Closer to home in Australia, we enjoy high immunisation rates overall. However, there is one vaccine-preventable disease in which we can do much better. In Australia, there are more than 250,000 cases of viral influenza each year.10 Although many may discount the seriousness of this disease and the importance of annual immunisation, the data speak otherwise. There are approximately 18,000 hospitalisations and 1500–2000 deaths from influenza each year.11 The reasons for low vaccination rates in Australia and other Western countries are varied and complex, and relate largely to knowledge, attitudes and beliefs.12 A recent meta-analysis of communications research by the US Centers for Disease Control and Prevention (CDC) highlighted the central role healthcare providers have in the acceptance of influenza vaccination.13
Although these numbers are relatively small in comparison to the rates of infection and death for vaccine-preventable diseases in developing nations, they are substantial in their own right and represent the lack of urgency felt by the public with regard to this disease. Despite annual efforts to mobilise the population for influenza immunisation, rates remain low and public concern is minimal.14 The annual toll of hospitalisations and deaths is not the focus of intense media exposure, and there is no public outcry for action. The perception of risk on the part of the public remains minimal and has resulted in inertia to effect change. The authors posit that the public’s familiarity with influenza occurring on an annual basis breeds complacency on many levels.
By the same notion, on the global scene, the 145,000 deaths from measles in the developing world rarely make the headlines of local papers, nor become the focus of debate and concern in parliaments around the world. The authors hypothesise that because these deaths are annual, they become, in a way, accepted as routine. As such, there is less of a public imperative to address the issue.
To highlight the impact that risk perception may play in the public’s urgency to control communicable diseases, the authors believe it would be useful to contrast this complacency of common, yet deadly, vaccine-preventable diseases with a recent outbreak of a much less common communicable disease. Ebola is a disease that is much more difficult to transmit than measles or influenza. There were approximately 17,000 cases and 6500 deaths from the disease worldwide in 2014.15 Yet, the international reaction to the outbreak was dramatic. There were mobilisation efforts from the WHO, the CDC and other agencies. Resources and personnel poured into the most affected nations. Other countries, Australia included, established elaborate screening programs at their borders and ports of entry. These programs had little potential practical impact on either preventing the importation of cases and/or transmission of the disease. Most of these efforts addressed the need for the public to be reassured about their perceived risk based on fear and perception of the high mortality rate as opposed to the actual risk of the disease.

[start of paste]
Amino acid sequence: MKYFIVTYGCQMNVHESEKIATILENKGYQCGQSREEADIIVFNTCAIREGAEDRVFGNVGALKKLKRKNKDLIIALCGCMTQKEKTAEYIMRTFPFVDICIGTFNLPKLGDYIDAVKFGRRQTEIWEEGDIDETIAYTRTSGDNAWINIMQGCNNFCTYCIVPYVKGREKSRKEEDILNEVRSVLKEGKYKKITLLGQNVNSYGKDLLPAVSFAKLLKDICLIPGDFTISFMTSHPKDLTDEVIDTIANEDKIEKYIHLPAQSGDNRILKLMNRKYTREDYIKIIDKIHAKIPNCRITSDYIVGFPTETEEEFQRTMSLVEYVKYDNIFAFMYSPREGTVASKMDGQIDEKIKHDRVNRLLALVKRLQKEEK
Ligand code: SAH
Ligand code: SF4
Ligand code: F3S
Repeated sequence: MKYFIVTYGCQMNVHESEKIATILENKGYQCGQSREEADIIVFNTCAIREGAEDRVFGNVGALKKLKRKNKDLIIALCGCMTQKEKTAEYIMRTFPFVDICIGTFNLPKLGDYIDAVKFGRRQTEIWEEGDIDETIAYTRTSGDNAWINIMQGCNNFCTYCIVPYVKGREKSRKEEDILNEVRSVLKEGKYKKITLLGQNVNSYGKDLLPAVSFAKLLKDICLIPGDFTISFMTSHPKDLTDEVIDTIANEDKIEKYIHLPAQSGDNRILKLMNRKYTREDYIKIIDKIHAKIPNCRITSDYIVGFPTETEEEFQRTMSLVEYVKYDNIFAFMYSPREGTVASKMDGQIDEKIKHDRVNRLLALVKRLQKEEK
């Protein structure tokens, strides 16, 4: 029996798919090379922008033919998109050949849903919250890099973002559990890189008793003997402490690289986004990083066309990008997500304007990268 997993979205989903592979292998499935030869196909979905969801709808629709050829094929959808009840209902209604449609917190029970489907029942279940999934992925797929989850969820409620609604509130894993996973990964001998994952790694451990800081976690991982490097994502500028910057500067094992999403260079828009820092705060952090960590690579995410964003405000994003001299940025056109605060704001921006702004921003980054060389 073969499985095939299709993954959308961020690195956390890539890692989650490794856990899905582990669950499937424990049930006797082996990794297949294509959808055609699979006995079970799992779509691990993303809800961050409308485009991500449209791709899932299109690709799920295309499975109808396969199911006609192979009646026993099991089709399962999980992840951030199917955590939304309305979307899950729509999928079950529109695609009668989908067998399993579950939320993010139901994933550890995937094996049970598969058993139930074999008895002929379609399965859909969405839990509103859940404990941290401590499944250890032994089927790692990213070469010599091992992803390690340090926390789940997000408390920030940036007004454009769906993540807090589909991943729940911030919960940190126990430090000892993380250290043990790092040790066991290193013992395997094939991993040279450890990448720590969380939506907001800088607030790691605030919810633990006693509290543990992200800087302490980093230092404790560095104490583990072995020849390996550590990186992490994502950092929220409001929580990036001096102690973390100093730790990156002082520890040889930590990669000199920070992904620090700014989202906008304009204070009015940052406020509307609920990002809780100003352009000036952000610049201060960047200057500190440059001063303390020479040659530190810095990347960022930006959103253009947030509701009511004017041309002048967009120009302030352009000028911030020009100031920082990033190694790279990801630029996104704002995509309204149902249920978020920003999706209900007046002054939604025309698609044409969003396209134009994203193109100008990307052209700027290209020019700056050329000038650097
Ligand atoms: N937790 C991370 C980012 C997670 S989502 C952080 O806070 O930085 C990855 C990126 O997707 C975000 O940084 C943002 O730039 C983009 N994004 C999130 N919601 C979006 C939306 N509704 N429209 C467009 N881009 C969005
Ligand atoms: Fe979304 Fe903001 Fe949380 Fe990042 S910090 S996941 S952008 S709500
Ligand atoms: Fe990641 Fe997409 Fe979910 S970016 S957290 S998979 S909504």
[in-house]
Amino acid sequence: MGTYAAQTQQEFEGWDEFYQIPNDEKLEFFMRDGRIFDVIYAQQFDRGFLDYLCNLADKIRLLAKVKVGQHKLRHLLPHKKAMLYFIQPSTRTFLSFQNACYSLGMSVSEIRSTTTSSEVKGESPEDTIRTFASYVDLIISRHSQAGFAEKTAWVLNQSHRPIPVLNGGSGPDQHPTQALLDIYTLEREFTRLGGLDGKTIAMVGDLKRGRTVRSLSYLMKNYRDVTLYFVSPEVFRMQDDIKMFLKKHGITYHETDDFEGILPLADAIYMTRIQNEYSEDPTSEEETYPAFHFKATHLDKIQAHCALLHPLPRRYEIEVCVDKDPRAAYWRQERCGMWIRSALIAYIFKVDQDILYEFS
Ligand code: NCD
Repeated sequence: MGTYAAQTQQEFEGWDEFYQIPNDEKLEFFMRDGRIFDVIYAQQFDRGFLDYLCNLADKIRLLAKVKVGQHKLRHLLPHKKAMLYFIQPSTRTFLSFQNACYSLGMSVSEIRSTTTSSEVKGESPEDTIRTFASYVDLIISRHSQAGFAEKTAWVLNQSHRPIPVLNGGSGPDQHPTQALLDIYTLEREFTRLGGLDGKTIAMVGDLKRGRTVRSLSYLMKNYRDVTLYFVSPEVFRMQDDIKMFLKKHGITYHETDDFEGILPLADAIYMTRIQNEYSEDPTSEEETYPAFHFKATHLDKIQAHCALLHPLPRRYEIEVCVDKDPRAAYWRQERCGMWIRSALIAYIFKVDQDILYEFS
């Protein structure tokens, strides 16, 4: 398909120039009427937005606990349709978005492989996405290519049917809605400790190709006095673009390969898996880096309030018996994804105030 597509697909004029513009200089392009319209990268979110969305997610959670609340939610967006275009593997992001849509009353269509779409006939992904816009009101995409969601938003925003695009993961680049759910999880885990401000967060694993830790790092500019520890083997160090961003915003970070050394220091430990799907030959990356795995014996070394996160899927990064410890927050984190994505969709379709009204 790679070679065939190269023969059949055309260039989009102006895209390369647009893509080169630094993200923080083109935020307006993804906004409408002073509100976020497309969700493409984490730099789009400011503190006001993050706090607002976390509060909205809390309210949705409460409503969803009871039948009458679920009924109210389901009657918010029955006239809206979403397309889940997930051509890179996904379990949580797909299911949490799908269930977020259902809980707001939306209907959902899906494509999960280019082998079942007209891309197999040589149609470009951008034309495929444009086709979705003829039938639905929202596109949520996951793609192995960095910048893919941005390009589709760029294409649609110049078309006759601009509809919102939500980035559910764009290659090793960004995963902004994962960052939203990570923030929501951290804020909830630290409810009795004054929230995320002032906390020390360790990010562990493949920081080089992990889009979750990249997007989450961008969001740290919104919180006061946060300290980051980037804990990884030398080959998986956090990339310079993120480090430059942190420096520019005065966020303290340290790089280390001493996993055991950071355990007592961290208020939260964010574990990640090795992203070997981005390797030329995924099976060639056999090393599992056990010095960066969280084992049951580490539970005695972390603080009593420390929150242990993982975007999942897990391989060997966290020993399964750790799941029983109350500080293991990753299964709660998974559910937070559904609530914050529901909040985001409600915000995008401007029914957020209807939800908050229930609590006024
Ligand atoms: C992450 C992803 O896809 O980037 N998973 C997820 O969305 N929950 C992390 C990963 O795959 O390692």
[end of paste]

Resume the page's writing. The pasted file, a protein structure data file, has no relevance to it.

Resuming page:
As physicians, the authors mourn the loss of life and the tragedy of any preventable death, and in no way mean to suggest that any one death is more or less important or meaningful than another. However, it is important to understand the perception of risk versus actual risk when considering the expenditure of resources in the public health domain. If our goal is to devote resources in a strategic manner, we must have the ability and the courage to educate the public accordingly, and to act in an evidence-informed manner. We must be willing to devote time and money, not on the basis of perception, but on reality and data, in order to make the most difference in the lives of populations.
With specific regard to vaccine-preventable diseases, it is time to mobilise resources in order to address our gaps in this global health issue as vigorously as we sought to address the Ebola outbreak. The developing world should no longer experience 450,000 preventable deaths each year from rotavirus, nor 145,000 from measles. By the same token, there should no longer be 2000 preventable deaths each year from influenza in Australia. We can start by ensuring all patients in our practices are fully immunised for all recommended vaccines. It is time to use our global health efforts to address the most pressing risks, both at home and abroad.
Gary Freed MD, MPH, Professor, Director, Health Systems and Workforce Unit, Centre for Health Policy, University of Melbourne, Parkville, VIC.
Erin Turbitt PhD, Research Fellow, Melbourne School of Population and Global Health, University of Melbourne, Parkville, VIC
Competing interests: None.
Provenance and peer review: Commissioned, externally peer reviewed.